PORTLAND — Wastewater problems at a controversial Oregon dairy have persisted despite a federal trustee taking control of the operation last month, state farm regulators said during a hearing Friday.
Lost Valley Farm of Boardman has repeatedly run into trouble with the Oregon Department of Agriculture since the facility began operating last year.
The financial problems of its owner, Greg te Velde, led him to file for bankruptcy protection to prevent creditors from auctioning off the dairy’s herd to make money available for debt repayment.
On Sept. 13, a bankruptcy judge ordered a U.S. trustee, Randy Sugarman, to take control of the dairy due to te Velde’s spending company money on gambling and otherwise failing to properly account for funds and loans.
The change in operators occurred shortly before te Velde faced a court-ordered Oct. 5 deadline to begin bringing the facility into regulatory compliance with wastewater rules.
Nina Englander, an attorney representing ODA in legal proceedings against te Velde, said in a circuit court hearing Friday she recognized the transition in operators explains some of the continued problems at the dairy but the state government wants to avoid future lapses.
Notably, wastewater recently overtopped one manure lagoon at the facility while the wind sprayed wastewater from another one, she said.
A pipe on the property was also found by ODA inspectors to be “spewing liquid manure” when the facility was being flushed, Englander said.
“I offer that as an example of the systemic problems going on,” she said.
The dairy must empty enough wastewater from its lagoons to make 75 acre-feet of storage capacity available by Nov. 13.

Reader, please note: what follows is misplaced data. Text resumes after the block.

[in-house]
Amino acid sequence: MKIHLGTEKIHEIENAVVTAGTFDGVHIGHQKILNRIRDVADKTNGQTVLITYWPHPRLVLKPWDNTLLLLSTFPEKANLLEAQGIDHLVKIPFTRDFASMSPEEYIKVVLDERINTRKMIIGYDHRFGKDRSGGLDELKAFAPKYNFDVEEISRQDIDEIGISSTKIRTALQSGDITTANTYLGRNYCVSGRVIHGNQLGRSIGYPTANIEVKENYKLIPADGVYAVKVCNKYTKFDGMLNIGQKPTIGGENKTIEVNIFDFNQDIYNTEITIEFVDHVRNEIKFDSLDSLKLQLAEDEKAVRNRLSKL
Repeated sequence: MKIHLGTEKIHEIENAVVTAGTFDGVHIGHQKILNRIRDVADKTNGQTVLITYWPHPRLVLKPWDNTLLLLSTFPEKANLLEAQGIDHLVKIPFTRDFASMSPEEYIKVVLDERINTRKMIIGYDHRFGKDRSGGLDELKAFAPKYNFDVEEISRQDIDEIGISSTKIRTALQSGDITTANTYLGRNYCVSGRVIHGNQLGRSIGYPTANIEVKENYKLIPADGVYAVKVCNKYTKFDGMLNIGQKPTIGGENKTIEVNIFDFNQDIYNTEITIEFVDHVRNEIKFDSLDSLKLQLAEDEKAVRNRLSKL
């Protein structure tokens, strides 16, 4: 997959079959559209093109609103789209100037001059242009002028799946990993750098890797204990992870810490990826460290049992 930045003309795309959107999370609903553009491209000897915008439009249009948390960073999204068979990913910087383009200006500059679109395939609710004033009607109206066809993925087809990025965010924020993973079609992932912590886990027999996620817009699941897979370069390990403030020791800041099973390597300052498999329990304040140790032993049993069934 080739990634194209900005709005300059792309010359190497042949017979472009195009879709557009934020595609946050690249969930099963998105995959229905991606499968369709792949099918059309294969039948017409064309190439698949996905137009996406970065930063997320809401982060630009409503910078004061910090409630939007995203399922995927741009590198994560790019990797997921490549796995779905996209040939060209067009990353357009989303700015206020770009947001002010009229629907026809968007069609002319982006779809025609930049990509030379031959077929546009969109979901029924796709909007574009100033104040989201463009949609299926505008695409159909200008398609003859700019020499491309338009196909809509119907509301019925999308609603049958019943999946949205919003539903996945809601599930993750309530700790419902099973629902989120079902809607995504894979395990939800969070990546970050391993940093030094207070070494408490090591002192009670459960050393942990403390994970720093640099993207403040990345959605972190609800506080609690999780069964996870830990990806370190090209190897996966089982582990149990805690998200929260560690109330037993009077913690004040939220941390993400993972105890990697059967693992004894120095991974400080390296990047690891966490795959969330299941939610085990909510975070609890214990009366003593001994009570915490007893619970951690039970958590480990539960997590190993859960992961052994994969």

However, there were recently only 26 acre-feet of capacity in the lagoons, down from 47 acre-feet in August, Englander said.
Elizabeth Howard, an attorney representing the dairy operator, said that despite the setbacks, the facility had made “substantial progress” in meeting a remedies order issued by Multnomah County Circuit Court Judge Kelly Skye. The judge issued that order in August when te Velde was found to be in contempt of court for violating an earlier settlement deal with ODA.
The dairy has completed the switch to using recycled water — which is intended to reduce its generation of wastewater — and plans to soon begin applying manure from the lagoons to about 1,500 acres once the current crops are harvested, Howard said.
The manure application is contingent on soil tests and approval from ODA to ensure the field’s nutrients remain at a level that can agronomically be absorbed by crops.
Emptying the lagoons will be necessary to install the steel gauges required by the court’s remedies order, she said.
The dairy had also hit a “bump in the road” regarding the installation of water flow meters at the facility because it was difficult to figure out the exact sources of water and where it flowed, Howard said.
A water dye test that “turned it green and blue” has resolved that issue and flow meters will likely be installed within about a month, she said.
The facility expects to have a digital weather station installed by Nov. 13 and a new manager — Joel Edmonds, a dairy nutrient and management consultant — was recently hired to run the dairy, Howard said.
Getting the dairy into regulatory compliance is the top priority of the federal trustee, Randy Sugarman, she said.
“We’re going to do what needs to be done, period,” said Sugarman, who is a longtime certified public accountant with experience in agriculture.
Howard said the trustee does not plan to challenge whether the court-ordered remedies sanction for te Velde applies to him even though it’s “a gray area of the law.”